She finished her scan and brought up the density results. Sure enough – pockets of low density rock, some so low that she knew there was really only air beneath the dull crust. Her viewer showed a pattern of dark and darker splotches, a pattern of overlapping bruises. There were only a few threads of lighter colour, at least in the immediate vicinity. “We’re standing in a minefield,” she said frankly, spinning the image Rocko’s way, “The highlighted bits are what’s safe. Can you see the path?”
“I see it.”
“I’ll go first.”
“You may as well follow in my footsteps.”
“Haven’t I always?”
“Yeah, well, look where it’s got you.”
Look where: out, isolated, desperate. But also, maybe, it had bought him survival. Had his olden-day crush saved his life, bringing him out here when he might have been left mouldering back home, struggling on his half rations, shivering, waiting? Had she inadvertently saved his life? It was never best to ponder these things. She knew that. “Come on, then.” She placed one giant boot uneasily on the solid stone ahead of her.
This play of light. Between dusk and nightfall. It falls quickly here, a rush of red and orange, a silence as if the planet sucks in its breath. You wonder what it’s waiting for. What extra-ordinary sights will it birth? You watch the shadows of night-time-actual as they play against the horizon – blues and golds and sapphires. You watch how it seems to flutter like a blanket caught in the wind, how it ripples like a lake beneath a windy a day. Shadows on the surface do an impression of stained glass.
And then the dark rolls in in earnest. This world becomes the edges of what were once clear shapes, the last breath of a vanished sun leaving reddish rims on their Western side.
What we call Western.
Western means nothing to a world that has never before been trod by our feet.
Toni sat amidst a clutter of rocks. The heat-pack out in front of her did its sad little best to imitate a fire; and her rations taught her the taste of cardboard.
“You’d think they could have figured out how to make these things taste nice.”
“Nutrition, convenience, longevity.”
“Yeah, yeah, I took that class.”
“Taste was for the old days. When could waste something on that.”
She looked sideways at him: “Let’s waste then. What are we waiting for?”
Rocko frowned: “I thought I was the one feeling short on hope.”
“Well, look at this data,” she turned her feed onto holographic mode and watched the image form against alien rock structure. “Here’s some nothing. And here, and here. There’s some more over there. If this planet had a warm heart it cooled a long time ago. There’s no evidence it’s still alive.”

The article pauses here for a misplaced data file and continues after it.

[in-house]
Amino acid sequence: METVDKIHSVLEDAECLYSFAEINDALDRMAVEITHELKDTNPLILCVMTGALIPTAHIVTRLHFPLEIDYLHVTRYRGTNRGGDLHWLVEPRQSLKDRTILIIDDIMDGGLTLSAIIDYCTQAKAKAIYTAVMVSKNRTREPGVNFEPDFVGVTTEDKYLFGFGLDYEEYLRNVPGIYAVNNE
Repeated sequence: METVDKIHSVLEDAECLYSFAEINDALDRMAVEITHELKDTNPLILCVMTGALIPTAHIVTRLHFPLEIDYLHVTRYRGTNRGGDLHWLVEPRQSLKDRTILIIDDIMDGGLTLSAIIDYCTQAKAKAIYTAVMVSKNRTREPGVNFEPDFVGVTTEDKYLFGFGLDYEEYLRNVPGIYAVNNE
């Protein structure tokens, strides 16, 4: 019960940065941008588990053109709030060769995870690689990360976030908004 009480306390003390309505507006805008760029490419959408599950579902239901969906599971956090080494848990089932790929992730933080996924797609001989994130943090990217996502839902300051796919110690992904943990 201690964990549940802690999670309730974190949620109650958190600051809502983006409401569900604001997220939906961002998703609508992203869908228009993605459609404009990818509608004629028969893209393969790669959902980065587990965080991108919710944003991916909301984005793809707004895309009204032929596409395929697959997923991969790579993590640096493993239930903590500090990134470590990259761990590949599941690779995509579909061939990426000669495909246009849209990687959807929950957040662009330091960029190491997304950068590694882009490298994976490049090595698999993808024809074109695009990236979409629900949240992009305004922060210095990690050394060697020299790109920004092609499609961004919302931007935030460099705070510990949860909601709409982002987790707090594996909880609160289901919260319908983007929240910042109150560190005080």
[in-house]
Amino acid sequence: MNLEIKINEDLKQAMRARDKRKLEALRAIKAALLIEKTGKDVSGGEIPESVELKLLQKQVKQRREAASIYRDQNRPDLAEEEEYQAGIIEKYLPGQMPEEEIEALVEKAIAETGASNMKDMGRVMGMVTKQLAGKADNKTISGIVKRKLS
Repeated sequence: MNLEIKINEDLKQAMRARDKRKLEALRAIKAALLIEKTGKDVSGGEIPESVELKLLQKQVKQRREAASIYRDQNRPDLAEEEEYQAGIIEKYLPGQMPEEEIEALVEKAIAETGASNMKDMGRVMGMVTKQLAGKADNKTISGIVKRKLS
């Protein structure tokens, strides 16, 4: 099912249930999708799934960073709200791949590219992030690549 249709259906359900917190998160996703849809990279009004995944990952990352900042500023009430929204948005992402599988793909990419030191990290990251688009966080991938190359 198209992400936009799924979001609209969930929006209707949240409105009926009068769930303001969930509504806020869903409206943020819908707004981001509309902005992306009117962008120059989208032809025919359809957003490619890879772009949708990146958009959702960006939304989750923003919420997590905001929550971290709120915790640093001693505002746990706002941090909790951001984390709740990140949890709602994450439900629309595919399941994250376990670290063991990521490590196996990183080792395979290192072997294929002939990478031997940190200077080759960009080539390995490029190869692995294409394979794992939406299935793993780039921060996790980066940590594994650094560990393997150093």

Rocko followed her eyes with his own, “Yeah, I see that. But it’s pretty out here. At least when the sun comes and goes. That’s something.”
“It’s not exactly world-saving.”
“Like I said, maybe it’s time we stopped thinking about world-saving, and started thinking about where we want our bones to sleep. I mean this. Let our world die gracefully, not clinging to the last scraps of breath.”
He really is gone. And that sort of dressed-up despair would touch her eventually. It was already beginning. “We’ve got people depending on us.”
“If they’re not already dead.”
She could slap him. She could picture herself doing it. The air between them as hard as stone, the fire of her movement. The irreversible damage. She’d never laid a finger on him in anger.
“Sorry.” Rocko seemed to mean it.
“Yeah, I gotta go report in.”
“Give Barker a big sloppy wet kiss for me.”
Toni tapped out her report on an imaginary keyboard and sent the results up to the ship. It was less than a shadow in the night. By day, there was a smudge between the interminable light cloud cover, a gentle shadow seeping into the white haze. In the dark, their people, their lifeline, might not be there at all. The sky looked empty. Her report swam up there on faith.
Fenny Writmore was on duty. That it?
Sorry, Fen. There must have been life here once upon a time. We’ve seen fossils. Did you look at the images?”
I saw them.
And we walked along the passage of an old riverbed. This planet contained life, for sure. But I don’t think it does any more. It’s cold. It’s cold everywhere. I don’t think this place could fuel anything.
Yeah, it’s looking that way.
Nothing better from the other teams?
I don’t think so. Listen, they’re going to call it. Another 72 hours and that’s it.
Okay. Maybe… But she didn’t think maybe at all. Not at all.
Picture credit/discredit - author's own work